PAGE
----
We are changed by that which we cannot change. ~Dr. Gordon Neufeld
Last week I had the opportunity to sit on a panel of counselors and parent educators as a part of our school district’s Parent Education Night. The topic of the evening was “Cultivating Resilience in our Children.” Those of us on the panel each gave a short presentation on our perspective on resilience; my presentation focused on how kids develop resilience and what parents can do at home to help them develop it. Here is information from the handout I shared with parents:
The ability to handle things going wrong
The ability to cope with adversity
The ability to find creative solutions to problems
The ability to bounce back from emotional hurts
Some of the most common challenges that children encounter bring up unavoidable feelings of frustration, anger, sadness, or fear. These are futile situations; children are powerless to change them. It is in these situations that we, parents, tend to want to protect our kids. We are inclined to offer rationalization, justification, and protection from life’s futilities. Common futilities in a child’s life are ones such as:
- Trying to make something work that doesn’t
- Not feeling smart enough
- Not being perfect
- Wanting to hold on to a good experience
- Not being able to have mom or dad all to oneself
- Wishing to go back in time (wanting to change something they’ve done)
- Trying to defy the laws of nature (make magic work)
- Losing at games or contests
- Wanting to “send back” a sibling
- Not being able to know what will happen in the future
- Not being big enough/ tall enough/ strong enough for their own satisfaction
- Being excluded (among peers or siblings)
- Not being able to control another’s decisions/ choices/ outcomes
- Not being able to have their own way all the time
The more we try to protect children in these kinds of situations, the more we send the message that we’re afraid they won’t be able to handle them. But they can. And they will, if they’re given both opportunity and support. Here is how resilience develops in children:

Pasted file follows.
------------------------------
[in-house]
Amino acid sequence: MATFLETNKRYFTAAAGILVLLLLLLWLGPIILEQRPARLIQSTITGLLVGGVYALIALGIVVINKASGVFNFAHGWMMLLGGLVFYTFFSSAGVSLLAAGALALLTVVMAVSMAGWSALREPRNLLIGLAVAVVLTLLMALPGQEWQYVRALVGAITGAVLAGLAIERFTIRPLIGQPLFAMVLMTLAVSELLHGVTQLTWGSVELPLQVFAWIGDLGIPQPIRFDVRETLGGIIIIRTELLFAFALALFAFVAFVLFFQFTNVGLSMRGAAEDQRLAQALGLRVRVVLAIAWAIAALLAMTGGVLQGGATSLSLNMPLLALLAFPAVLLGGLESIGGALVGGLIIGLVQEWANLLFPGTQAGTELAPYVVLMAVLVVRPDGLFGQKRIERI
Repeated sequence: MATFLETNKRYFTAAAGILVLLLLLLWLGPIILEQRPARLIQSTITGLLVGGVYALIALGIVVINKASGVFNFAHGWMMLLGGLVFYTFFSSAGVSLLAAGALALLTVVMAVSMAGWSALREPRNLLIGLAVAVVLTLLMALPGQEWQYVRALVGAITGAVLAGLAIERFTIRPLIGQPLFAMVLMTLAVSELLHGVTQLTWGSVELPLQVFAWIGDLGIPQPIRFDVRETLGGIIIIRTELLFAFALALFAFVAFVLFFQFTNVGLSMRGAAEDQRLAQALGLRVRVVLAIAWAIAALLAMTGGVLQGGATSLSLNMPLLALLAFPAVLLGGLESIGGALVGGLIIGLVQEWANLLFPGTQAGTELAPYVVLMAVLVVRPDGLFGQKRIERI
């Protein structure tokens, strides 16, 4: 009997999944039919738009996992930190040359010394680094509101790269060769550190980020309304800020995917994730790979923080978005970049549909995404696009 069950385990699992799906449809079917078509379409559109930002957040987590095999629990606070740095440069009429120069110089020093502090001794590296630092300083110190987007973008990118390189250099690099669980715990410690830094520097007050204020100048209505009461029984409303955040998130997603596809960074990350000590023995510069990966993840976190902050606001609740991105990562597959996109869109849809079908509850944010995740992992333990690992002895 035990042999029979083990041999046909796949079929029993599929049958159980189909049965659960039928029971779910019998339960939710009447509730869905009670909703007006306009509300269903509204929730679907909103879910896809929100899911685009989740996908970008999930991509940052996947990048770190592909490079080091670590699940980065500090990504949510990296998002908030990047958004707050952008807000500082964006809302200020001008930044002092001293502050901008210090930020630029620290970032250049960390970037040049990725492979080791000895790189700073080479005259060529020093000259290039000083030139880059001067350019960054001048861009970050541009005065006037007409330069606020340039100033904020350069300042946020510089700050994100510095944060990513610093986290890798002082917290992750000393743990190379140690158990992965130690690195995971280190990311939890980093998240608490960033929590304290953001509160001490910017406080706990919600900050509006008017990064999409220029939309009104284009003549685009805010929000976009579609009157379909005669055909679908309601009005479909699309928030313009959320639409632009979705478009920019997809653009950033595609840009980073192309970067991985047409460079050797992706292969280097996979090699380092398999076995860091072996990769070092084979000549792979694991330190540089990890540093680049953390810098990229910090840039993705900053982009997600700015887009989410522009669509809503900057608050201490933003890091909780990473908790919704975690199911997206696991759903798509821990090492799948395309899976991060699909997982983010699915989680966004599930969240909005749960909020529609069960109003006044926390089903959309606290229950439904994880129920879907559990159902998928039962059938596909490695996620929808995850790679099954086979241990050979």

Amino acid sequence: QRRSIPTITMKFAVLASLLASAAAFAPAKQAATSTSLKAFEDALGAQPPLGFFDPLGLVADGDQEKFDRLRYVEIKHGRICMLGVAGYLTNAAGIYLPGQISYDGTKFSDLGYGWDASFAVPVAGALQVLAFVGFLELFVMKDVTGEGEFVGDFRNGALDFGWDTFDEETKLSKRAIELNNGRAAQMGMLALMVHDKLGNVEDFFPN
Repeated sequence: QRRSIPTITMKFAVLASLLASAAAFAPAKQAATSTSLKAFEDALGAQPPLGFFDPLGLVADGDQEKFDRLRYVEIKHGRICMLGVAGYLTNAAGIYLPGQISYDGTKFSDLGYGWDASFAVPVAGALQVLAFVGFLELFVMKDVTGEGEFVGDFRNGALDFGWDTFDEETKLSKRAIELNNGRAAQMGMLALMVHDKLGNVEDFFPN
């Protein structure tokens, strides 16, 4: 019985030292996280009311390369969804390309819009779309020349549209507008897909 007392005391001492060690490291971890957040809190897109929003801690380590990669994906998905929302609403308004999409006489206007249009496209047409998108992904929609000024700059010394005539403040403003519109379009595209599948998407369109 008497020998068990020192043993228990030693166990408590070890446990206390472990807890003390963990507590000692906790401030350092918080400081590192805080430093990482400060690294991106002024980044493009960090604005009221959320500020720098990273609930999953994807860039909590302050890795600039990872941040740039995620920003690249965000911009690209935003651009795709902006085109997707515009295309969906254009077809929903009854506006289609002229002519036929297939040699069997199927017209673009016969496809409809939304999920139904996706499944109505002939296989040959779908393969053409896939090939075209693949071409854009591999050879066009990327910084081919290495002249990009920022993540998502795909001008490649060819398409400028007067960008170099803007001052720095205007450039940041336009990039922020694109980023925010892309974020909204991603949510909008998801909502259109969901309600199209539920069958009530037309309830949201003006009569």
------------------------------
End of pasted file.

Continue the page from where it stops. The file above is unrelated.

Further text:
1. Allow kids get to the point of futility. They must experience adversity, frustration, and mistakes (see list above).
2. Kids will express their feelings through tears. Tears are a healthy and necessary step to move towards resiliency.
3. Parents must acknowledge and accept those feelings. Provide a safe environment for kids to express their feelings by allowing tears, empathizing, and supporting them through their difficult emotions.
4. Parents offer encouragement. Help kids through their hardships; help them find success after failure.
Here are some things you can do at home to create a safe, supportive environment and encourage a child’s development of resiliency:
- Have one-on-one time each day (with a young child), or each week (with an older one). Allow the child to decide the activity, and to take the lead in the topics of conversation. Your focus is on listening and getting to know your child just a little bit better.
- Substitute punishment and consequences with problem solving. The unpleasantness of a punishment may work in the short-term, but it is much more effective to teach kids how to own their mistakes and fix them. Instead of approaching misbehavior with the thought of, “What can I do to you so that you’ll learn a lesson?” approach it with the perspective of, “How can we solve this problem?”
- Tell kids, “It’s OK to cry.” Don’t rescue them from their feelings, but acknowledge all feelings as real and acceptable. They more they are allowed to feel their feelings when they are young, the more capable they will be of understanding and managing them when they are grown.
- Switch from time-outs to time-ins. A time-out is sending a child away to an isolated area to deal with his feelings alone. A time-in is a connective moment spent with a child to help him calm down and learn how to regulate his emotions. Help a child feel better so he can do better.
- Provide opportunities for autonomy and responsibility. Give kids control over as many areas of their lives as possible. From choosing their own clothes to fixing their own food to deciding how to spend their allowance…let them make their own choices—and their own mistakes. Recovering from mistakes is where resilience comes from, but they need to have those opportunities in the first place.
- Offer encouragement through failures and mistakes…
“I trust you.”
“You have my support.”
“These are some really big feelings.”
“You are capable of finding a solution.”
“I have faith that you’ll figure this out.”
“What can I do to help you right now?”
“What are your ideas?”
“Is there a solution that will meet everyone’s needs?”
“I’m confident we can find a workable solution.”
“You have the freedom to choose.”
“I love you.”